3.3. Phytohormones

3.3.1. Auxin Metabolism

Auxin is a major phytohormone that regulates plant growth and development by mediating cell division, elongation and differentiation [92]. Its roles in apical-basal polarity and responses to tropisms have been extensively studied [93,94]. Auxin metabolism includes biosynthesis, conjugation and degradation [92]. Our current understanding of auxin biosynthesis suggests the existence of multiple pathways in plants [95].
In the proposed auxin biosynthetic pathways, a family of YUCCA proteins, which are flavin-dependent mono-oxygenases, catalyzes the conversion of tryptamine to N-hydroxytryptamine in the tryptophan-dependent pathway [95,96]. As a result of alternative splicing, two isoforms of YUCCA4 are formed in Arabidopsis [96]. YUCCA4-1 is cytosolic and is detectable in all tissues [96]. By contrast, YUCCA4-2, which harbors a predicted C-terminal hydrophobic transmembrane domain, is inserted into the endoplasmic reticulum membrane and is specific in flowers [96]. Both isoforms harbor the expected YUCCA4 catalytic activities [96]. Taken together, alternative splicing regulates subcellular localization of YUCCA4, which may lead to compartmentation of auxin biosynthesis [96].

3.3.2. Jasmonate Metabolism

Jasmonates, including jasmonic acid as well as its precursor and derivatives, are a group of phytohormones that regulate plant growth and development, especially under biotic and abiotic stresses [97]. For example, jasmonates mediate senescence and leaf abscission and inhibit seed germination [98]. Jasmonates are derived from linolenic acid and are structurally similar to eicosanoids in mammals [98].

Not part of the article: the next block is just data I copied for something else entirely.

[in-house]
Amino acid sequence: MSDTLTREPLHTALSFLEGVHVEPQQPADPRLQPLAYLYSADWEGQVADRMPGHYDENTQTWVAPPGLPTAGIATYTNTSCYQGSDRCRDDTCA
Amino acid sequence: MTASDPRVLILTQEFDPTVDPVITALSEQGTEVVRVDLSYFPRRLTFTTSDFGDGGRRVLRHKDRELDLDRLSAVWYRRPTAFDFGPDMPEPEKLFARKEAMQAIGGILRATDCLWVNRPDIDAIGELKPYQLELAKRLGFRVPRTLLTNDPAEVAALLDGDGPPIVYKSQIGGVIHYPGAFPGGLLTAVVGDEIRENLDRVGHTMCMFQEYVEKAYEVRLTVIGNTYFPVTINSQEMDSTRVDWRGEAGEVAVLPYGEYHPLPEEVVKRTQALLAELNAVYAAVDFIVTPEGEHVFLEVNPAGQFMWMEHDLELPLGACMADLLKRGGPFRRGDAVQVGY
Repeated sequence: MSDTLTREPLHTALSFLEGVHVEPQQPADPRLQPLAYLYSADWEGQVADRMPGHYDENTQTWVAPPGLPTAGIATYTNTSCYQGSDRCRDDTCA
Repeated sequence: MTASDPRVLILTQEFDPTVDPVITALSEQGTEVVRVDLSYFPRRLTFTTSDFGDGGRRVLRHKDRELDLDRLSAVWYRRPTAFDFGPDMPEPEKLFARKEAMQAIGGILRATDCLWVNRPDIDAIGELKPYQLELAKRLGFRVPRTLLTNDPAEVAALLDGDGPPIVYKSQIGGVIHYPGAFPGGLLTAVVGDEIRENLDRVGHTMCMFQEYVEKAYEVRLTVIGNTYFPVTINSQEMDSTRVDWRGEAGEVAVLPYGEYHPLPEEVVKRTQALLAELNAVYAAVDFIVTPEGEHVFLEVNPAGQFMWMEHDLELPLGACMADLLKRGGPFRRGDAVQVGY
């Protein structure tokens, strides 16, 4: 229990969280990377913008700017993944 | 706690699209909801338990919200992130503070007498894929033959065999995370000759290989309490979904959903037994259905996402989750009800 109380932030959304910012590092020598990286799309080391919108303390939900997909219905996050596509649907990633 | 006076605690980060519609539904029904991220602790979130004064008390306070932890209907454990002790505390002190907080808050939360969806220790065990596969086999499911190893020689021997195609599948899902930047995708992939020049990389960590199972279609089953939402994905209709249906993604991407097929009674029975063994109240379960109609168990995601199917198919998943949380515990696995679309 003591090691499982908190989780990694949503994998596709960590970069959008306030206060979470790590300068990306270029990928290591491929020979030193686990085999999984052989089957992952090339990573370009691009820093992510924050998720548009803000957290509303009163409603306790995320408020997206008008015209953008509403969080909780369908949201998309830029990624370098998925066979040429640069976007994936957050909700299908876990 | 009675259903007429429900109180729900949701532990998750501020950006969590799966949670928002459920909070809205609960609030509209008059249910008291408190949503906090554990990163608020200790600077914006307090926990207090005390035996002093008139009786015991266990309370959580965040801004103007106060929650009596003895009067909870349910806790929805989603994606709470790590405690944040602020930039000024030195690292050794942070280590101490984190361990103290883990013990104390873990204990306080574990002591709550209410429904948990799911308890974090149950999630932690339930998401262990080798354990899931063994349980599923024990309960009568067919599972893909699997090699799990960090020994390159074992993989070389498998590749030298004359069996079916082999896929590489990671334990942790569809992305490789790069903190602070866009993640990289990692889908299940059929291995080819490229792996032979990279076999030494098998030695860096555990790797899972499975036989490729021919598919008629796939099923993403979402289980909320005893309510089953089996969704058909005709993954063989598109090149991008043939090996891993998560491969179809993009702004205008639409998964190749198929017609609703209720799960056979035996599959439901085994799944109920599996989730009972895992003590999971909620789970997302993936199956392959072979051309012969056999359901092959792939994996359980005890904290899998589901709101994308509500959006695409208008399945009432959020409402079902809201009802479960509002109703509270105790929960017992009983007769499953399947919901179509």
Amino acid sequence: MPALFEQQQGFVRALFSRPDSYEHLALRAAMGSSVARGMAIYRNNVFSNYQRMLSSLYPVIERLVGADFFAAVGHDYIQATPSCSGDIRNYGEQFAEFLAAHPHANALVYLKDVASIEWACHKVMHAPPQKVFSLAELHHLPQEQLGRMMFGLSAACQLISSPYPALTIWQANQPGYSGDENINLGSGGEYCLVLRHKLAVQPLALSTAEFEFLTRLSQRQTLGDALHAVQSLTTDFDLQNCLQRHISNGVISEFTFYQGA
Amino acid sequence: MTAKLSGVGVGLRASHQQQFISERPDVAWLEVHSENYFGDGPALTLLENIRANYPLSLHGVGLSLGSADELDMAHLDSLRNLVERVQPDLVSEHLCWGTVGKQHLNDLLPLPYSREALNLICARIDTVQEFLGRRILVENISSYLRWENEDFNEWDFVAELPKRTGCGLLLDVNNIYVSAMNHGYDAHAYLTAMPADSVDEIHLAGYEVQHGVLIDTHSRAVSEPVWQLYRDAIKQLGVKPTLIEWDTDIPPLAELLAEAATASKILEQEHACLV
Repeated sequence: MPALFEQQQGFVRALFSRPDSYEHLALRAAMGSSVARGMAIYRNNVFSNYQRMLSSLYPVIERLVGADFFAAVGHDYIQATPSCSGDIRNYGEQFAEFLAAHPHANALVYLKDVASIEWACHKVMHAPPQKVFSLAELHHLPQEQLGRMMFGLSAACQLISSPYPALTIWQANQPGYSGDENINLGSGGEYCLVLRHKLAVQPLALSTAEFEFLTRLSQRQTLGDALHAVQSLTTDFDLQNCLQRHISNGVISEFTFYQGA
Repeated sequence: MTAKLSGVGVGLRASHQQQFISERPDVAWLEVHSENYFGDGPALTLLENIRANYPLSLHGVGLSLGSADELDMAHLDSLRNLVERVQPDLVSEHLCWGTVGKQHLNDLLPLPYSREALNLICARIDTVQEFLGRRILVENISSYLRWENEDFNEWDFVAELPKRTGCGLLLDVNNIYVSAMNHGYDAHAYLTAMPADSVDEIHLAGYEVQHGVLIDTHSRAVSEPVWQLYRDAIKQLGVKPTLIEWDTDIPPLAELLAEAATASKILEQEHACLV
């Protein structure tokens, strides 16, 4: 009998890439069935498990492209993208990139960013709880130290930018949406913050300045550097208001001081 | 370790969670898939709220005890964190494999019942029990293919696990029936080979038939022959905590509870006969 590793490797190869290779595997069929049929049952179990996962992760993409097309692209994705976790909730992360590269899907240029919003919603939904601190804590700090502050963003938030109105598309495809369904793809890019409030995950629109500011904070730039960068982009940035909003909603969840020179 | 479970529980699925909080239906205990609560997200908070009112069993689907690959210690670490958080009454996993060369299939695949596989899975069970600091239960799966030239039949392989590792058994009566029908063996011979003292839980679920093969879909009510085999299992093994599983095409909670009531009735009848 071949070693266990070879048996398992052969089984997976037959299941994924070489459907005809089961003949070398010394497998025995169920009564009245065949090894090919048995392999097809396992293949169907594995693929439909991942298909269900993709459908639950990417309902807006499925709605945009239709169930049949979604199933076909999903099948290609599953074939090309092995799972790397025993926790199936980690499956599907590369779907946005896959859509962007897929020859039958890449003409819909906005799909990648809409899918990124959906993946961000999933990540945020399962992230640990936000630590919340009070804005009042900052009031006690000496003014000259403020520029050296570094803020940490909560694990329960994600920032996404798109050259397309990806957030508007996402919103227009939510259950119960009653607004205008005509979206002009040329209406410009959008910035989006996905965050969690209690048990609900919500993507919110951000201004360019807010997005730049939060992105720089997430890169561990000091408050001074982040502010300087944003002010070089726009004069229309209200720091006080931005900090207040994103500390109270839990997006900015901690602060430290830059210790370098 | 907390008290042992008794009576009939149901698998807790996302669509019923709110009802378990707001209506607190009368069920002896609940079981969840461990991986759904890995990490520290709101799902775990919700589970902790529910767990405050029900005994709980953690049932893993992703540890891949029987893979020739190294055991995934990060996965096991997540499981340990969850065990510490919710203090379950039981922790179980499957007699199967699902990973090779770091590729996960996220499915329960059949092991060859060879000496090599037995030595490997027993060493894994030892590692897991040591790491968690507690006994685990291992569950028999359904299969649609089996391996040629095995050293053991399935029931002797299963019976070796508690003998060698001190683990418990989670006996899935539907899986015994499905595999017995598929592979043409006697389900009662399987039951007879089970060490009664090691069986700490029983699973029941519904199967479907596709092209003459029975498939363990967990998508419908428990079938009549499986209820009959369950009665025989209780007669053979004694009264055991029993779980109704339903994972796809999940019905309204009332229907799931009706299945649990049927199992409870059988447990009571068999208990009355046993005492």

In poplar (Populus tomentosa), alternative splicing fine-tunes the molecular mechanism of leaf senescence [99]. PtRD26 is a NAC transcription factor that acts as a positive regulator for leaf senescence [99]. The downstream genes that PtRD26 regulates include several senescence-associated NAC family transcription factors, proteins related to chlorophyll degradation and lysine catabolism as well as lipoxygenase 2 (LOX2) for jasmonate biosynthesis and 1-aminocyclopropane-1-carboxylic acid synthase 6 (ACS6) for ethylene biosynthesis [99]. Alternative splicing of PtRD26 by intron retention occurs during leaf senescence, generating the truncated splice isoform PtRD26IR [92]. PtRD26IR could interact with several senescence-associated NAC family transcription factors and repress their DNA binding affinity, resulting in the delay of age-, dark- and PtRD26-induced leaf senescence [99].
Lipoxygenase (LOX) catalyzes the oxygenation of polyunsaturated fatty acids for further jasmonate biosynthesis [100]. In tea plants, six out of eleven LOX genes are differentially regulated by alternative splicing [100]. During feeding by tea geometrids, infection by Glomerella cingulate, cold stress and jasmonate treatment, the corresponding CsLOX truncated isoforms are induced [100]. It was suggested that these splice isoforms might regulate LOXs by competing or compensating with the full-length isoforms [100].

3.4. Primary and Specialized Metabolism

Terpenoid Metabolism